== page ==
Lund, Sweden, January 18, 2016
Today, on Martin Luther King Jr. Day, TFF launches its new online “flip” magazine, “Transnational Affairs”.
Social media posts may soon be forgotten, too far down your feed to find.
We now curate them – 10-15 a day – at “Transnational Affairs” and include other important debate articles, blog posts, analyses and videos you’ll only find here.
That’s why you should click “follow” on this magazine – and Like it too – a treasure trove of quality materials for the concerned citizen, media person, student and researcher.
We curate “Transnational Affairs” to help you understand – easily flipping – what happens in our troubled world and what could be done to make it much better.
“Transnational Affairs” reflects the diversity of TFF’s work and themes – such as peace by peaceful means, nuclear issues, Iran, Syria, Burundi, the Balkans, non-violence, UN matters, world order change, the weakening of the U.S. Empire, refugee and why and how war can be replaced by more intelligent methods.
“Transnational Affairs” is based on our 30 years in business and our commitment to truly independent research and public education.
Furthermore, it’s a completely new and exciting way of browsing on your tablet or phone – you “flip” the magazine’s content.
Learn, be inspired, act – begin here. There are already 560 articles…
Lund, December 10, 2015
On the day of the Nobel Peace Prize Award Ceremony at Oslo City Hall
To whom it may concern, including the media
We know – and Alfred Nobel knew – how devastating war and arms races are, and how little security we get for all the money we spend on military forces.
The campaign to reclaim the Nobel Peace Prize is first and foremost a campaign to revive the idea that global peace requires global cooperation on disarmament and replacing the law of force with the force of law. Every day more and more of us see, from the Middle East warfare, from the refugee crisis, and many other chilling reminders, the mandatory urgency of a change in world politics.
Alfred Nobel decided to give one fifth of his fortune for a prize to promote disarmament and resolution of all conflicts through negotiations and legal means, never through violence.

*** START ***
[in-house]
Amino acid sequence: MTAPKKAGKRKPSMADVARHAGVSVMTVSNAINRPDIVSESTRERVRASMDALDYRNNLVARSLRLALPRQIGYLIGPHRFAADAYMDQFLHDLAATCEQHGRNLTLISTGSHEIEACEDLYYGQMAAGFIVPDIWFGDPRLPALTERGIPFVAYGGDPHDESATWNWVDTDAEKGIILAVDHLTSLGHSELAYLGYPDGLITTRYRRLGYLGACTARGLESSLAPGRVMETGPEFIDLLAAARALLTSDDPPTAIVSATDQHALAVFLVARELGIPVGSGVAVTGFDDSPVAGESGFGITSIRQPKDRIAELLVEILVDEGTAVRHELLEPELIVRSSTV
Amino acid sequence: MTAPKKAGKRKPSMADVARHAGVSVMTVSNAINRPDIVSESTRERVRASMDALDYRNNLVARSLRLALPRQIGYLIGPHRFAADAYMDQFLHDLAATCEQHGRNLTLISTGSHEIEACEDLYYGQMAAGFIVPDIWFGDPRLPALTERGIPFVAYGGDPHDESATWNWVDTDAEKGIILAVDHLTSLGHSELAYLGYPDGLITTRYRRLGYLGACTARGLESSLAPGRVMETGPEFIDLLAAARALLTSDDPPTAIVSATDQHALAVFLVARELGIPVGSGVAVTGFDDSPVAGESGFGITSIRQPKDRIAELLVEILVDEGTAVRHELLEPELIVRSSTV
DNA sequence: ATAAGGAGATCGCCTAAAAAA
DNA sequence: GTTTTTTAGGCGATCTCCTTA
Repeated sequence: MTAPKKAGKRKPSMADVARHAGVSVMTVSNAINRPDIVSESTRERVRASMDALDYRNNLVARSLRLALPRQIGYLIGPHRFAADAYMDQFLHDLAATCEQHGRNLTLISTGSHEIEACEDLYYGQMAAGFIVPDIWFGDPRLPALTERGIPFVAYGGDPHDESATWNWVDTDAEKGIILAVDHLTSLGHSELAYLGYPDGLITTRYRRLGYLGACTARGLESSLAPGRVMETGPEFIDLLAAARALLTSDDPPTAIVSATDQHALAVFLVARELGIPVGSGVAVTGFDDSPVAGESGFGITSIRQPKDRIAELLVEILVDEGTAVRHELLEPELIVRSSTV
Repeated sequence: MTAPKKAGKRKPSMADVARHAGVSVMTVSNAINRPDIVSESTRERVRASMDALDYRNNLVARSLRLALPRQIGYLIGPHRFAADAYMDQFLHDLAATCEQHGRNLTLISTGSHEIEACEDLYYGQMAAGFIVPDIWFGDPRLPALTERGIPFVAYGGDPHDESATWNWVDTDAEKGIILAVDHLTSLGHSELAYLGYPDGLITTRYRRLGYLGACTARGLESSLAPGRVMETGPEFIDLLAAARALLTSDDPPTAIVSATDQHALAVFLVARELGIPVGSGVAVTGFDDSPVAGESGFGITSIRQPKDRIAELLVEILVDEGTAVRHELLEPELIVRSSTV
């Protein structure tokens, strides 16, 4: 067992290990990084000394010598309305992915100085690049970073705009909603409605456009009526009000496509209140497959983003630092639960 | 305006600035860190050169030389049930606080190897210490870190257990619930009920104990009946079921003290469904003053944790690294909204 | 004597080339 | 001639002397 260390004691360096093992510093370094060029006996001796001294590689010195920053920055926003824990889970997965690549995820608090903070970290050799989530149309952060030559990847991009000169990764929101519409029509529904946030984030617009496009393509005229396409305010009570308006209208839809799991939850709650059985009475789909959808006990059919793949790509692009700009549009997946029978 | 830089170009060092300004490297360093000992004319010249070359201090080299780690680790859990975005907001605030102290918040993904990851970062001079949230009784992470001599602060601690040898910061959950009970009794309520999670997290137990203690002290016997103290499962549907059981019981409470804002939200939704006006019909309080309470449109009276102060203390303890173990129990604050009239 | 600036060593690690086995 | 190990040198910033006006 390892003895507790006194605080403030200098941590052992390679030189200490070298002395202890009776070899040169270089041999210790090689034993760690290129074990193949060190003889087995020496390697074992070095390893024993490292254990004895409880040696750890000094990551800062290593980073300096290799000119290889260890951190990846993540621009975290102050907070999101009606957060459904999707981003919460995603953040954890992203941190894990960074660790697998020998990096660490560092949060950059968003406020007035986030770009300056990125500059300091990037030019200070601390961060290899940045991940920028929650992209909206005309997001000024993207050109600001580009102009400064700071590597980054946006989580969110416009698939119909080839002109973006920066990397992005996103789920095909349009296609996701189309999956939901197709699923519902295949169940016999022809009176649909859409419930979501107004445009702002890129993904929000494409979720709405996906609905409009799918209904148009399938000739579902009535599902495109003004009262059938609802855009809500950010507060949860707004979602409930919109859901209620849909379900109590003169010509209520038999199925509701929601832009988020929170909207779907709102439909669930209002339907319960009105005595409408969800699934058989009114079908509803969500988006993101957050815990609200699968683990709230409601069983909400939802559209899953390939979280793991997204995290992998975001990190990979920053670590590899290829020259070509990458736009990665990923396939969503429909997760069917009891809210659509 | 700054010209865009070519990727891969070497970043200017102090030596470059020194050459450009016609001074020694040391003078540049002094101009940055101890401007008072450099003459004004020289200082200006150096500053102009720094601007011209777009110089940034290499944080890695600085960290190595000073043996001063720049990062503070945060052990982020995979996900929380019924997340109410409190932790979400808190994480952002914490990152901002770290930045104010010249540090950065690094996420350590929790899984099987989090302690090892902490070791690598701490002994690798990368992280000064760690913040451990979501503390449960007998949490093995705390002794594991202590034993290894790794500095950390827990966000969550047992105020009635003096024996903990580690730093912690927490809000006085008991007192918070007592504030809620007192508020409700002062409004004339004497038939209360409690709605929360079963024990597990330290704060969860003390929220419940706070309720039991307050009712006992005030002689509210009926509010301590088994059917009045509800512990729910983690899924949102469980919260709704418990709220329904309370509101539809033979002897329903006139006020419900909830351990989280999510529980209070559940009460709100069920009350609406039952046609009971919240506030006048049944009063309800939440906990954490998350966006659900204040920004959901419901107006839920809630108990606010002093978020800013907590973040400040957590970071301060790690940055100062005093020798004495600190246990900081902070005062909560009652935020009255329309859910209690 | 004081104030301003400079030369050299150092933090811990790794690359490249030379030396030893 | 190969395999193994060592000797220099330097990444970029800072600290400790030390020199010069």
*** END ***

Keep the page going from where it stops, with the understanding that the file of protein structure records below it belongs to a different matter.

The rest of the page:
Can such a prize, with a so clearly stated goal, be turned to serve the opposite idea and be given again and again to recipients who promote arms races and believe in militarism and war?
This question will soon be answered, after Mairead Maguire, Jan Oberg, Davis Swanson, and Lay Down Your Arms took the case to the Stockholm District Court on Friday 4th of December 2015. Here is the full text of the summons.
and all other relevant information is available at the Nobel Peace Prize Watch.
Test case: the award to the European Union in 2012
The court case will test one of the most obvious violations of the Nobel idea Read the rest of this entry »
By Christina Spännar & Jan Oberg
Our dear friend and TFF Associate since 1985, professor Dietrich Fischer, died today, October 18, 2015.
We met Dietrich through another dear friend Johan Galtung and, together with then West German lieutenant-colonel Wilhelm Nolte, Dietrich became the first scholar-in-residence at TFF in Lund in 1986. That lead to Fischer, Nolte and Oberg’s “Winning Peace. Strategies and Ethics for A Nuclear-Free World published in 1989.”
The two scholars came and worked for periods at TFF, went back home to re-write and then back to Lund – no emails and Dropbox at the time. We met, worked, ate, drank, did excursions and played with our children together. That’s how we did it.
And here’s the local newspaper from January 8, 1986:
Dietrich was a genius in defensive defence thinking, Read the rest of this entry »